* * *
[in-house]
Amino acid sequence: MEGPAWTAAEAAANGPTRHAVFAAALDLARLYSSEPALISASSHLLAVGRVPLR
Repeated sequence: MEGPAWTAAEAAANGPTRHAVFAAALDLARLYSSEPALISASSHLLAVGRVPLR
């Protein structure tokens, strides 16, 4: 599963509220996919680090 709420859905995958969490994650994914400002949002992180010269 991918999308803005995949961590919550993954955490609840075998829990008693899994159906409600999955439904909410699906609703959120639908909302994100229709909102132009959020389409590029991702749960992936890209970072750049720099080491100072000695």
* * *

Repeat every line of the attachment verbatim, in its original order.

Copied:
[in-house]
Amino acid sequence: MEGPAWTAAEAAANGPTRHAVFAAALDLARLYSSEPALISASSHLLAVGRVPLR
Repeated sequence: MEGPAWTAAEAAANGPTRHAVFAAALDLARLYSSEPALISASSHLLAVGRVPLR
């Protein structure tokens, strides 16, 4: 599963509220996919680090 709420859905995958969490994650994914400002949002992180010269 991918999308803005995949961590919550993954955490609840075998829990008693899994159906409600999955439904909410699906609703959120639908909302994100229709909102132009959020389409590029991702749960992936890209970072750049720099080491100072000695």